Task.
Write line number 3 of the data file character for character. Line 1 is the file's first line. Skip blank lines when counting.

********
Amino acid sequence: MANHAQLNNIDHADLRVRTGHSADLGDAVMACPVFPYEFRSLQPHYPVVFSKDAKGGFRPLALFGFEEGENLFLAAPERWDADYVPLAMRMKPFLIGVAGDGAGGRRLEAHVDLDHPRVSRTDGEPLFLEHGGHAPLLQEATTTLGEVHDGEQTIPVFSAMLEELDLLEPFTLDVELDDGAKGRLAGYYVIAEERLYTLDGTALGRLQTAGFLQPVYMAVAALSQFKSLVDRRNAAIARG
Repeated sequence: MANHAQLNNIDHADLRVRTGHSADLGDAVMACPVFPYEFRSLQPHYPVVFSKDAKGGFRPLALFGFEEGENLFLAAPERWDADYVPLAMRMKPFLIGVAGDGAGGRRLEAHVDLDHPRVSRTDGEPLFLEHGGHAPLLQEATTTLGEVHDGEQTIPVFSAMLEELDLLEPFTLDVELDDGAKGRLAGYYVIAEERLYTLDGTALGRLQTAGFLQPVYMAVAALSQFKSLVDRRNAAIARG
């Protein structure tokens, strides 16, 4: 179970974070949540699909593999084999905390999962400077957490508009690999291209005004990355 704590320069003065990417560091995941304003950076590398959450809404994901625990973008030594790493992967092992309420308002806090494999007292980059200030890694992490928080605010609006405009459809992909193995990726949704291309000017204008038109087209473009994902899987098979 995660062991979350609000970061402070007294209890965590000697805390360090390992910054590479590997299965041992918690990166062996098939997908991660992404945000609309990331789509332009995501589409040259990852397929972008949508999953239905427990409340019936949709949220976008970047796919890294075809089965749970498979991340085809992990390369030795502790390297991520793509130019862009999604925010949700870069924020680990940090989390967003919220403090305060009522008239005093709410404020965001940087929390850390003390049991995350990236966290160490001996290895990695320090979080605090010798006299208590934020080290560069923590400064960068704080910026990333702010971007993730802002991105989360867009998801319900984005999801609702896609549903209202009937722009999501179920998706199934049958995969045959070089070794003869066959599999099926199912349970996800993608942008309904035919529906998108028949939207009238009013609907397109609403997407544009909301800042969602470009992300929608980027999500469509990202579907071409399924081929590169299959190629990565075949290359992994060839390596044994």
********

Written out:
């Protein structure tokens, strides 16, 4: 179970974070949540699909593999084999905390999962400077957490508009690999291209005004990355 704590320069003065990417560091995941304003950076590398959450809404994901625990973008030594790493992967092992309420308002806090494999007292980059200030890694992490928080605010609006405009459809992909193995990726949704291309000017204008038109087209473009994902899987098979 995660062991979350609000970061402070007294209890965590000697805390360090390992910054590479590997299965041992918690990166062996098939997908991660992404945000609309990331789509332009995501589409040259990852397929972008949508999953239905427990409340019936949709949220976008970047796919890294075809089965749970498979991340085809992990390369030795502790390297991520793509130019862009999604925010949700870069924020680990940090989390967003919220403090305060009522008239005093709410404020965001940087929390850390003390049991995350990236966290160490001996290895990695320090979080605090010798006299208590934020080290560069923590400064960068704080910026990333702010971007993730802002991105989360867009998801319900984005999801609702896609549903209202009937722009999501179920998706199934049958995969045959070089070794003869066959599999099926199912349970996800993608942008309904035919529906998108028949939207009238009013609907397109609403997407544009909301800042969602470009992300929608980027999500469509990202579907071409399924081929590169299959190629990565075949290359992994060839390596044994």